Year-Round DST Bill Gets First-Round Unicameral Approval


      Nebraska lawmakers have given 39-4 first-round approval to a bill making Daylight Savings Time permanent in the state – if Congress allows it and 3 neighboring states do it, too.

Wyoming passed a similar bill earlier this year, bringing to 19 the number of states now having such laws.

       Bill sponsor Tom Briese read off a laundry list of reasons to make the switch, essentially moving everyone up one time zone instead of changing twice a year.

Briese handed out copies of articles and studies on the effects of changing clocks back-and-forth ranging from an increase in heart attacks and car accidents to a decrease in consumer spending in the days immediately after a time change.

      Panhandle Senator Steve Erdman opposed making Daylight Savings Time permanent. The Bayard rancher said students in Lincoln would be going to school in the dark many winter mornings, but later made it clear he’s just against DST period.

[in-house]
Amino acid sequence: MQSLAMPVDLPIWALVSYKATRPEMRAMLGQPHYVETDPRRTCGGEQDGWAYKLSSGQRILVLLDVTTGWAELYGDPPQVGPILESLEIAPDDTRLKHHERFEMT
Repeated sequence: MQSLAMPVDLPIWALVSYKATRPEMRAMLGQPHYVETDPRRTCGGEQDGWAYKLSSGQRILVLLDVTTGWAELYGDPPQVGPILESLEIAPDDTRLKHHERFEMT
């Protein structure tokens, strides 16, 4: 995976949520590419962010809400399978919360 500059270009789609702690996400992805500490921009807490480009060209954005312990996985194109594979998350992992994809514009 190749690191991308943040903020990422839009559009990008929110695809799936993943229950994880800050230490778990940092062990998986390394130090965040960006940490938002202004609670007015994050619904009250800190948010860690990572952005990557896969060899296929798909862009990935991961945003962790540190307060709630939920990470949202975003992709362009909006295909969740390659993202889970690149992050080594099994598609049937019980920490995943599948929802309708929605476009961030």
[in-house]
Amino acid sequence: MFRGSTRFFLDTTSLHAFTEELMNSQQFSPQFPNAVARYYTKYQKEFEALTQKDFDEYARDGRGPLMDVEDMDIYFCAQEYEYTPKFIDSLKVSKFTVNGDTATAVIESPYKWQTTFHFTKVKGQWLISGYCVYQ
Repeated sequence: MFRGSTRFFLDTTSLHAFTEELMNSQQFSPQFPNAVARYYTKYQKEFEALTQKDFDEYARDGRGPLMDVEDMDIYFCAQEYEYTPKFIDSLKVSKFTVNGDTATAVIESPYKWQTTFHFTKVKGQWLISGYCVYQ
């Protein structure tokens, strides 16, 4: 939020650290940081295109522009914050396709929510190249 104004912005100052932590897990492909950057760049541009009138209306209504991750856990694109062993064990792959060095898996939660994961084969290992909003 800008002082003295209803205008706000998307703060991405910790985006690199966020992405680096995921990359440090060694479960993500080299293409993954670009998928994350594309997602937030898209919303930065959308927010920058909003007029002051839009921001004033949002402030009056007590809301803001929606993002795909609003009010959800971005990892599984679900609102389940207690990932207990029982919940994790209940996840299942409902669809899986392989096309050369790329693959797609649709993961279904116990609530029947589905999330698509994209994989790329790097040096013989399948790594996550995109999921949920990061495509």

Erdman added that people who say they needed DST to be able to get in more outdoor recreation such as golf should just adjust their work hours to get off an hour earlier. 

3 thoughts on “Year-Round DST Bill Gets First-Round Unicameral Approval”

  1. I come from a long line of farmers, and I agree with Steve Erdman, but for another reason. Farmers, in case you do not know, work from dawn to dusk. DST might give them a later start in the morning (kinda dark before dawn), but it will definitely give them a later end to their day (harvest can keep them out until after dark, sometimes around 11:00 p.m., in the summer!). As Nebraska is an agricultural state, I hope them awful smart senators think about their farming constituents, figure it out and do right by them! .

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